James hoped that the change meant that his party wasn't in danger of becoming dinner for the Martyrs. He began to talk to confirm his hope but was interrupted by a finger as large as his arm.

Dreng continued, “I believe you are that change. I don’t care where you came from, and I don’t care about Frode’s prophecy. If you and your human companions weren't at the battle yesterday, the Oana would have wiped my race from this world.” Dreng took a forced breath of air. “What I am trying to say, is you are the solution. We need you and your party of tiny humans.”

James had figured that was where this speech was going and honestly didn’t think much of it. He had already figured as such and was surprised it was such a big deal to the chieftain.

“Our fates are tied. I am dedicated to the survival of the Martyr race as much as someone could be. What do you need from me?” James said confidently.

“That is the part that needs changing. It is not what I need of you, but what you need of me,” Dreng replied. “I am getting old, James, and will not be around forever. In the event of my death, the leadership of the clan will be granted to Torunn. I want you to advise him when that happens and advise me until then.” Dreng let out a long sigh, like the fate of an entire race was slowly lifted from his shoulders.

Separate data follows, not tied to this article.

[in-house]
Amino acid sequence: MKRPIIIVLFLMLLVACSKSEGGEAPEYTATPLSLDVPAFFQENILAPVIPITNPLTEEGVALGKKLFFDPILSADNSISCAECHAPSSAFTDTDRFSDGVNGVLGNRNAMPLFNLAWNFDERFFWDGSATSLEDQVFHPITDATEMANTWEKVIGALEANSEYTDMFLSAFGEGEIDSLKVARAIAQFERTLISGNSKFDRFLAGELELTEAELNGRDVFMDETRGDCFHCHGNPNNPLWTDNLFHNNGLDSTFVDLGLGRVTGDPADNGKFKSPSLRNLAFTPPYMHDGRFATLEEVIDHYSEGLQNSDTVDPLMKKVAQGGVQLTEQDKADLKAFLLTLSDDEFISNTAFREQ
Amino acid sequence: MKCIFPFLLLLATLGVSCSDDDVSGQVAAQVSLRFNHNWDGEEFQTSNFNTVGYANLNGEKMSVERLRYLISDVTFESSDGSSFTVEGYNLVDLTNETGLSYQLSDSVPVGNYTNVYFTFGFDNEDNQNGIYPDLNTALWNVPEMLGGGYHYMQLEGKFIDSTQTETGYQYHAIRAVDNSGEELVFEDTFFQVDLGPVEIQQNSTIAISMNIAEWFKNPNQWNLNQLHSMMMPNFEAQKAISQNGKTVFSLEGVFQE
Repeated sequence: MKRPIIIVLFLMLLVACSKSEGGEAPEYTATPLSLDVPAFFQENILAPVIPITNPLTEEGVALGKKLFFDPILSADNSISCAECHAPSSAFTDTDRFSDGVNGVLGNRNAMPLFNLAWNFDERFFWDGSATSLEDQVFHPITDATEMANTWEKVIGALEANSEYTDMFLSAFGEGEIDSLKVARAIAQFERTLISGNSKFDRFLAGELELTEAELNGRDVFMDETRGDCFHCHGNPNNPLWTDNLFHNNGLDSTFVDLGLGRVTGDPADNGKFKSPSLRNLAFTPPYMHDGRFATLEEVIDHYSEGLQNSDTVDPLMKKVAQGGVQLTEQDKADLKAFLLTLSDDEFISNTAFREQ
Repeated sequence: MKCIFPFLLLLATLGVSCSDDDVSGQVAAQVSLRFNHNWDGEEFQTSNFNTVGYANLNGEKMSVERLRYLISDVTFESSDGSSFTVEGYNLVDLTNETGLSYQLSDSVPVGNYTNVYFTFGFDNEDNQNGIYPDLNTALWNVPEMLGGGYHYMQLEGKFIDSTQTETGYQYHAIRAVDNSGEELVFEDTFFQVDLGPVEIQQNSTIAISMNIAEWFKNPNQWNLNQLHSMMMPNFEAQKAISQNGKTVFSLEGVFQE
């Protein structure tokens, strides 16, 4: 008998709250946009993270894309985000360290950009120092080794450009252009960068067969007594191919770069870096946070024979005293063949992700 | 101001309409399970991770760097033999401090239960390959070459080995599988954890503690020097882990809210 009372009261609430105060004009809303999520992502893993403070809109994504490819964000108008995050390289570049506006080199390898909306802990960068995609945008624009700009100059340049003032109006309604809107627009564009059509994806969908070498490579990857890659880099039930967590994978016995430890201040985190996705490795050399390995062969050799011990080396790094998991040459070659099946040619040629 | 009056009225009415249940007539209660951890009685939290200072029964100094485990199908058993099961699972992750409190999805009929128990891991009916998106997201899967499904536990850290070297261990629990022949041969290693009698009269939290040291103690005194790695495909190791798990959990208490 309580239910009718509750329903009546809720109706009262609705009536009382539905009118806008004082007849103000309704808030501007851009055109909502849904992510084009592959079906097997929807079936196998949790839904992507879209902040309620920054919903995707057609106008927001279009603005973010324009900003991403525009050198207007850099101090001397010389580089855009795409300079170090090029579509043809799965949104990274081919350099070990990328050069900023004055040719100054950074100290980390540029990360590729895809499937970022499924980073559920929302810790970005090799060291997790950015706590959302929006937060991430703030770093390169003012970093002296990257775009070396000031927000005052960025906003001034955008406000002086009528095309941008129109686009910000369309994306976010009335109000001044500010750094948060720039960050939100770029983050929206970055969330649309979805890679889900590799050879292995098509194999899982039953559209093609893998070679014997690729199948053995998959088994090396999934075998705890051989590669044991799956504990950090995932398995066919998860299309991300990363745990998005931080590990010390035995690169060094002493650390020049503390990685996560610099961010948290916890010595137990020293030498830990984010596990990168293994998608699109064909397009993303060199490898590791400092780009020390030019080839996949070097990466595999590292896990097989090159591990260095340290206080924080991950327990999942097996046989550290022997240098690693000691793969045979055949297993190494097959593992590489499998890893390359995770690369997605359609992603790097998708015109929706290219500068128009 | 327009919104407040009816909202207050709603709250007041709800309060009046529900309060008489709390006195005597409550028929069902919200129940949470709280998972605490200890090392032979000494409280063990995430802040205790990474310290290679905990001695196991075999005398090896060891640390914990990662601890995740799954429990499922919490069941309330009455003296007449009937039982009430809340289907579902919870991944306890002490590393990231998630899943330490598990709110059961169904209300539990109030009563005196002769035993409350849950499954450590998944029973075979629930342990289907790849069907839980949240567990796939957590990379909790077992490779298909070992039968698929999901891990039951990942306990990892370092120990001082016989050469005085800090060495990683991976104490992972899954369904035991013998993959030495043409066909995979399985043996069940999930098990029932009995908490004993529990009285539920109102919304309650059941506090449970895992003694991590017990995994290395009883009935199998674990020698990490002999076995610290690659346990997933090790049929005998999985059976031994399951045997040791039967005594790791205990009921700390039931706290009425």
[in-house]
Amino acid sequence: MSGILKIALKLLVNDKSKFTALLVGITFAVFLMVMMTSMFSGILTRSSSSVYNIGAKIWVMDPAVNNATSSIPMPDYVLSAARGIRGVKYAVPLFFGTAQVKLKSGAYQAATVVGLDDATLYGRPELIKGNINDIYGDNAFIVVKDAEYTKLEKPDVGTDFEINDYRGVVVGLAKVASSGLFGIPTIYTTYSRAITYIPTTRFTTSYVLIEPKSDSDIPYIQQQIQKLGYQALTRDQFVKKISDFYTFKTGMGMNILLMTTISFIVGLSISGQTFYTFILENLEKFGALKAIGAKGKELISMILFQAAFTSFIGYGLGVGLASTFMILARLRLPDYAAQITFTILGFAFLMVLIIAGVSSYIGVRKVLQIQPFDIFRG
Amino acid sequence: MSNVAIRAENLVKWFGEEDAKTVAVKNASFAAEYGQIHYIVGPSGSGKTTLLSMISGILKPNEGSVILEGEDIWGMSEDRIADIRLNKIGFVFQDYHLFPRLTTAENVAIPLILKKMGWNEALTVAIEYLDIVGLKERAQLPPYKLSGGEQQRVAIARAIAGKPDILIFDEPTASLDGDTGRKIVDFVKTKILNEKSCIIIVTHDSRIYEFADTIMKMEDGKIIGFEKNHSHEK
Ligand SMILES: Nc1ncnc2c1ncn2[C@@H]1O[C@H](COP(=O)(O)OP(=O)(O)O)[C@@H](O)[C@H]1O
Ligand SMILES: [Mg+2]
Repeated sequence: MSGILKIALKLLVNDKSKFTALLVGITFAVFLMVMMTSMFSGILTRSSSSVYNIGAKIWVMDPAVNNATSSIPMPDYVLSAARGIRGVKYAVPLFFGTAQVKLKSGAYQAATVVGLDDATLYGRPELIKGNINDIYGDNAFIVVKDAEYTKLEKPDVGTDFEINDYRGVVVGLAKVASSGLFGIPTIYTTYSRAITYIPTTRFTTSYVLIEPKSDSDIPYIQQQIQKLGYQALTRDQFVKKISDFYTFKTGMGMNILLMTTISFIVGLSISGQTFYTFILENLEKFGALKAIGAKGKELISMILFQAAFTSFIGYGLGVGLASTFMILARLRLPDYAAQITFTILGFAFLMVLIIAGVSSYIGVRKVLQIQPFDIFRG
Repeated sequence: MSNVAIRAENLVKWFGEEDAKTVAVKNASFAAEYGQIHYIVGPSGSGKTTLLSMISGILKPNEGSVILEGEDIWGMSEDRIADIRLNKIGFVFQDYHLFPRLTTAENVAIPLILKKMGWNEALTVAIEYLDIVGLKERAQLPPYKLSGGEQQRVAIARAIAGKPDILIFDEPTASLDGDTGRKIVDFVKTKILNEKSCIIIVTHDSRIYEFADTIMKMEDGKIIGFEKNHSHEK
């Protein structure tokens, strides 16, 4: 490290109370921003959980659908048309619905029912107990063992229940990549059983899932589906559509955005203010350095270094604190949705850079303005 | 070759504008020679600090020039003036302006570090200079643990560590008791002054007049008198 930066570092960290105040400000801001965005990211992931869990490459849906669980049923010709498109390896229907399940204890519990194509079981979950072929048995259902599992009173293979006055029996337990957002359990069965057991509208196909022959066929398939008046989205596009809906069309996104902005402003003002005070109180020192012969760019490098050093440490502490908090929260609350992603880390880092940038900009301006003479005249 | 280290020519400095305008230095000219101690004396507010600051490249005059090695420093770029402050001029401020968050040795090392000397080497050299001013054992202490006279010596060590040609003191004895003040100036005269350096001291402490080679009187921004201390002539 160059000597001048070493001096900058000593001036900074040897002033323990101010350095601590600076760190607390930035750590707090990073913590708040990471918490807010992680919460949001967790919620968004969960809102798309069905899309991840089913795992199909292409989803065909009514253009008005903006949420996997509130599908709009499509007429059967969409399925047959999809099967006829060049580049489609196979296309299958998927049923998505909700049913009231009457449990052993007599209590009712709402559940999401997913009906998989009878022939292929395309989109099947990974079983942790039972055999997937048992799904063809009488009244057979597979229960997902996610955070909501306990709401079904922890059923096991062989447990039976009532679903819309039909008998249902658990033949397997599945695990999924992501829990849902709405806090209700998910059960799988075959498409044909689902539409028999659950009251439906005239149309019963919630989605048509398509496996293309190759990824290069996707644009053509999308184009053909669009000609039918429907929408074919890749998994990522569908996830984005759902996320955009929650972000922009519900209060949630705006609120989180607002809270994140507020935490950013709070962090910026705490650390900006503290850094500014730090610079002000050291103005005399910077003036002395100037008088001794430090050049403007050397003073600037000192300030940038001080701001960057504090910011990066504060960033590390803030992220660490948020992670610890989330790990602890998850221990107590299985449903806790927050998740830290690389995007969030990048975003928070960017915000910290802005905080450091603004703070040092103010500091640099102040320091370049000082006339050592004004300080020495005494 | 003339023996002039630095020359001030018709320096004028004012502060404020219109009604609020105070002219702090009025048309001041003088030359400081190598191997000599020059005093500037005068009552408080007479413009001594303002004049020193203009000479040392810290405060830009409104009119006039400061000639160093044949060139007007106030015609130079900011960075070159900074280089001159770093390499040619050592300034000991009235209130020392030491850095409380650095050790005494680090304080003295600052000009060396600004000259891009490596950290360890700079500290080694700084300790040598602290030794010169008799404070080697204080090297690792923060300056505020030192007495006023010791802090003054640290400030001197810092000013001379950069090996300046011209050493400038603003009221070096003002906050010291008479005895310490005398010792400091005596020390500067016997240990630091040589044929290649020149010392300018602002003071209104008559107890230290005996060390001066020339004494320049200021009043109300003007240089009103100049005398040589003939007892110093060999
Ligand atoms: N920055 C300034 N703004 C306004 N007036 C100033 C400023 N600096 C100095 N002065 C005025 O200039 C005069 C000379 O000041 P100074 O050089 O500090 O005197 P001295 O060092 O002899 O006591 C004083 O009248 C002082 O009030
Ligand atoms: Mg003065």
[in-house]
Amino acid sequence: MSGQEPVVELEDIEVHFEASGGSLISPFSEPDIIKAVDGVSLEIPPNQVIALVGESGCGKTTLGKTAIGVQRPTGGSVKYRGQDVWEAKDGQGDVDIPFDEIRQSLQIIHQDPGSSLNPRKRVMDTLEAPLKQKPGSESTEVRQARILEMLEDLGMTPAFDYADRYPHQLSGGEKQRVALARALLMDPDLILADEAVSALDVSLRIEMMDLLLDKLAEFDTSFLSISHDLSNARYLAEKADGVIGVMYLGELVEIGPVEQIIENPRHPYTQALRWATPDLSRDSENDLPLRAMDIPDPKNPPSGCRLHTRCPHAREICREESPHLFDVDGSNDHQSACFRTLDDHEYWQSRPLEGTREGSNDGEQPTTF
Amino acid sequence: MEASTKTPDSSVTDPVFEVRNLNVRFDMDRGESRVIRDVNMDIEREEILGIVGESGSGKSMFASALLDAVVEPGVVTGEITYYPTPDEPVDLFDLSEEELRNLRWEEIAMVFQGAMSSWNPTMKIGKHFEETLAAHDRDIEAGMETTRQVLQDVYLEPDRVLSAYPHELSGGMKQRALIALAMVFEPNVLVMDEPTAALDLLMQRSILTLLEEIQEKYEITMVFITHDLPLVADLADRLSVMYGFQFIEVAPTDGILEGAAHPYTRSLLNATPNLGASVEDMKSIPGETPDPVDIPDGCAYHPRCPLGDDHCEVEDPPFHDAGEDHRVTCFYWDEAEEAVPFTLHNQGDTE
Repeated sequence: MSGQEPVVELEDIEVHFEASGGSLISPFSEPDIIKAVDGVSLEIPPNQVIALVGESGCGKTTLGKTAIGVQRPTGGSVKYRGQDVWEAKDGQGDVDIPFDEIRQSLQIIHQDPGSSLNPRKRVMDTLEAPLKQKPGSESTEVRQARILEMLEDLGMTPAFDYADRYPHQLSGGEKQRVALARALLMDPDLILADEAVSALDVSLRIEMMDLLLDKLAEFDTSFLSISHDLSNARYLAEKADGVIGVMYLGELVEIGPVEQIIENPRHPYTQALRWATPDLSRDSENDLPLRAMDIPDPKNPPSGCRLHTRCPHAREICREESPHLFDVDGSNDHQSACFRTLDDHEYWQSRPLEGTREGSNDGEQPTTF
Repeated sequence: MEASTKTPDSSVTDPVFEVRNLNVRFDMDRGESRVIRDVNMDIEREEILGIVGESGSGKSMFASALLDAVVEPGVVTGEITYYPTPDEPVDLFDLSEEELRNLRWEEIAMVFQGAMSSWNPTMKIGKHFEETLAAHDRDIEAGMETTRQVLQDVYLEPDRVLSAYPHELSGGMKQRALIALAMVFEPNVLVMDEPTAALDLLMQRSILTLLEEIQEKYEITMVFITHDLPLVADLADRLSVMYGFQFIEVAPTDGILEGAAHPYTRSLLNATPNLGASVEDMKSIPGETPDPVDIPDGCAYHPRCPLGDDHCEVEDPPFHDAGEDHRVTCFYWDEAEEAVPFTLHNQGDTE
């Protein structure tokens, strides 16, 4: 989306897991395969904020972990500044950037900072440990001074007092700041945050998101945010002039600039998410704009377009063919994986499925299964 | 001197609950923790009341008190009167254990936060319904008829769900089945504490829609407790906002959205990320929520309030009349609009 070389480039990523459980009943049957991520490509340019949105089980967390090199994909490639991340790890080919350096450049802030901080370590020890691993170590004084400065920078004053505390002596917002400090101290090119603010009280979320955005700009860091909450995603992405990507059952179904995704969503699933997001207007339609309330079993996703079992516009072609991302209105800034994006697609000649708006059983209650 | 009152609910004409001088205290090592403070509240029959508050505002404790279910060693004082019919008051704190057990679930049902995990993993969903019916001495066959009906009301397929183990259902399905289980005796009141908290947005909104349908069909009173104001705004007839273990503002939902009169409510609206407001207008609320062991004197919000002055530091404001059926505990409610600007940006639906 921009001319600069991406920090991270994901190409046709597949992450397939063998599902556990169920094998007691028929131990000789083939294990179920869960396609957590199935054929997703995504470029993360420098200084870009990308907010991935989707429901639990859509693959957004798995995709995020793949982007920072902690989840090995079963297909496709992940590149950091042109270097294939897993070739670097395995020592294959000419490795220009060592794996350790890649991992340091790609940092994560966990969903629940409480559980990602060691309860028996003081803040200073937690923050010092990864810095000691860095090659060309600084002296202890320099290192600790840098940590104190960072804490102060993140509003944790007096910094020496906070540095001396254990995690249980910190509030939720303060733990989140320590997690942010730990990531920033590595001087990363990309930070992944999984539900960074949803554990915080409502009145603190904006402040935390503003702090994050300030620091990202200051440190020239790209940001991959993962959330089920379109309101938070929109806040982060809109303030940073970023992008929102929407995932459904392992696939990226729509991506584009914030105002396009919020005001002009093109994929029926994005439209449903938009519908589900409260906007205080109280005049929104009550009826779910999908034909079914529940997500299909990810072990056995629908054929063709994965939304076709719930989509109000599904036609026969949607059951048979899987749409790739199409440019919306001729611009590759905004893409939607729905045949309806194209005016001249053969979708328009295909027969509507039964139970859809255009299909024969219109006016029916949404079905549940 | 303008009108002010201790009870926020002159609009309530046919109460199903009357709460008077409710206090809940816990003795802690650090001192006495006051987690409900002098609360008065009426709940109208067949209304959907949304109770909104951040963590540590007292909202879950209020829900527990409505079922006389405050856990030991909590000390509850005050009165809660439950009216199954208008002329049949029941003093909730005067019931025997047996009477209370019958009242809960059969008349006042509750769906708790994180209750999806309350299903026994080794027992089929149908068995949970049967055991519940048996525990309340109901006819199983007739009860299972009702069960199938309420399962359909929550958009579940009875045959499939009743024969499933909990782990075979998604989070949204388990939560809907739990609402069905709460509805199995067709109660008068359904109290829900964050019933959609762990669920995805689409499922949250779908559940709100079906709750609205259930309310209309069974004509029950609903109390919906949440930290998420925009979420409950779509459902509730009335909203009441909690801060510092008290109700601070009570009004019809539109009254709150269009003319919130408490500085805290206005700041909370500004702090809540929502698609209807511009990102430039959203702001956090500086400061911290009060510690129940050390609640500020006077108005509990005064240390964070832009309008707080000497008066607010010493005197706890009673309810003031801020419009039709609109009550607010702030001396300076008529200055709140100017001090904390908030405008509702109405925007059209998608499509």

James wasn’t sure how to reply. Was he essentially the leader of the clan now? Would Dreng let James give him orders? He doubted it and honestly didn’t want that anyway.

“I have had some thoughts. We need to build a defensible location to live in, grow, and be ready for the Oana. Maybe even we will go out and hunt them,” James started and studied Dreng’s face for any signs of anger. When he saw none he continued, “I unlocked a town builder interface that I think would help,” James said, pausing as he noticed Dreng’s facial features begin to contort.